You’re Not Listening

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The note she wrote the next morning exclaimed, I’m Madis-unbreakable!

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Her new bike was faster than the old one. She wanted a road-bike—a racing bike—and found one at a bicycle repair shop. It was used but in good condition, and when we rode through the park, I rode a bus-length behind.

“This is speedy,” she said.

“Do you like it?” “It needs a basket,” she said.

“Yes, it does.”

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I signed to her even though she was wearing her hearing aids, but I paused as we talked and told her: “I don’t know how to sign it.”

“What’s the word?”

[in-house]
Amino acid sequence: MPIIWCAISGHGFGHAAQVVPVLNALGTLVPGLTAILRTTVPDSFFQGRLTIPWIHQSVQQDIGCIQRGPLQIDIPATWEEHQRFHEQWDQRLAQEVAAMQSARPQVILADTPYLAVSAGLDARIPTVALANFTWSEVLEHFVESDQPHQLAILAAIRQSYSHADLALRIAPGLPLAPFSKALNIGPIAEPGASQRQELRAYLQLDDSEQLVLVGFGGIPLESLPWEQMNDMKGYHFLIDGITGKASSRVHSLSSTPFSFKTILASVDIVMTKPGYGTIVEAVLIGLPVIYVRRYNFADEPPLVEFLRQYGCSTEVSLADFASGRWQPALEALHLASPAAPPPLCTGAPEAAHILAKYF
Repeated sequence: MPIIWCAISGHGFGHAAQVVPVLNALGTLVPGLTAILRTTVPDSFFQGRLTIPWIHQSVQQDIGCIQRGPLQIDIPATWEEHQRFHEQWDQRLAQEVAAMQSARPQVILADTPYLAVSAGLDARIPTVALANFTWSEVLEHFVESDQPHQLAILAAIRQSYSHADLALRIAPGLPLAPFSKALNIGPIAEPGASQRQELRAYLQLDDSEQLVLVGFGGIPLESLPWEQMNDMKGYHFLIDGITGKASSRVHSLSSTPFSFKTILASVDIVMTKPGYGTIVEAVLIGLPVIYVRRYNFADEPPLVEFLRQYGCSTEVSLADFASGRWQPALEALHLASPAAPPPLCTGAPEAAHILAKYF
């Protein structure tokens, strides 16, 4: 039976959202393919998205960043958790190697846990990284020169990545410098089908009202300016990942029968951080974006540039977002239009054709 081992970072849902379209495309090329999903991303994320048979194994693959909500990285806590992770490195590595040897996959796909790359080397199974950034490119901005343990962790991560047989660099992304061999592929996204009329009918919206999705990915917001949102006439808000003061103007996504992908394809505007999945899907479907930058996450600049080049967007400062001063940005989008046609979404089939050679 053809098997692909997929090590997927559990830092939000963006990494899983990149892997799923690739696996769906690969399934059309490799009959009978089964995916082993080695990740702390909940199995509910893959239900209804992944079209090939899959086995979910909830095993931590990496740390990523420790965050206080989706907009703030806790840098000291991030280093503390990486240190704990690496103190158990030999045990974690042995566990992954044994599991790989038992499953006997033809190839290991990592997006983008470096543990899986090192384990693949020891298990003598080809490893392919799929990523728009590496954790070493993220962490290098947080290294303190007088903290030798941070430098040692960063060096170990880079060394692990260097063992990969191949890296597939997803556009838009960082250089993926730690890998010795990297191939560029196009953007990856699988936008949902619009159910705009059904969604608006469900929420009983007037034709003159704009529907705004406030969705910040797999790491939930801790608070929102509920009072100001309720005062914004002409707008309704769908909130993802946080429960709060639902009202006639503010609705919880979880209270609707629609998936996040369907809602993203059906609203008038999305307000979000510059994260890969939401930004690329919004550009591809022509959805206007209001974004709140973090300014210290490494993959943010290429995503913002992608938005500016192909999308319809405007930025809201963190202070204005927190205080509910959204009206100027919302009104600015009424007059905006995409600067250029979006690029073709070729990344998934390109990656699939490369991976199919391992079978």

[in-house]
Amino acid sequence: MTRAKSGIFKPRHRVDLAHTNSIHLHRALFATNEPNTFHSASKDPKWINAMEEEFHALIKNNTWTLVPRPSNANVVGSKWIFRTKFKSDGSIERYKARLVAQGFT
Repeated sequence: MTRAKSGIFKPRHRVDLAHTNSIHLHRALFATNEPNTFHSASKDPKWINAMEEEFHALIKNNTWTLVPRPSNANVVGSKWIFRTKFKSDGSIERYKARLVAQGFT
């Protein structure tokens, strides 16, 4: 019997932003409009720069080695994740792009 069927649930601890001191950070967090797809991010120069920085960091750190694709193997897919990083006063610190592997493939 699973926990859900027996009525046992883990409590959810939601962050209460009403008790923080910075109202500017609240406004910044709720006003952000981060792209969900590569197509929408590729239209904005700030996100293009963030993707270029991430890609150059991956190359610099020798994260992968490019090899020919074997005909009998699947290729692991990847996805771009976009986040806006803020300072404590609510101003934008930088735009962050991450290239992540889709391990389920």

“It’s this.”

She had a vast sign vocabulary, and her signing was fluid.

“I like the way that you sign,” I said. “You’re good at it.”

“But it’s difficult,” she told me. “If three signers were translating a speech someone gave, they might all sign it differently. That’s the challenge of signing: the approximations.”

When I spoke with my co-workers, I sometimes signed what I told them, and when Madison and I were in loud places or when we were too far away for her to hear what I said, I used the signs that she’d taught me, and Madison signed her replies.

“You’re getting better,” she said.

“Do you think so?”

“Pretty soon, dear, we’ll not need to talk.”

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She taped a note to the door. She’d sketched a stick figure signing.

The man signed, Dinner tonight? Meet at six?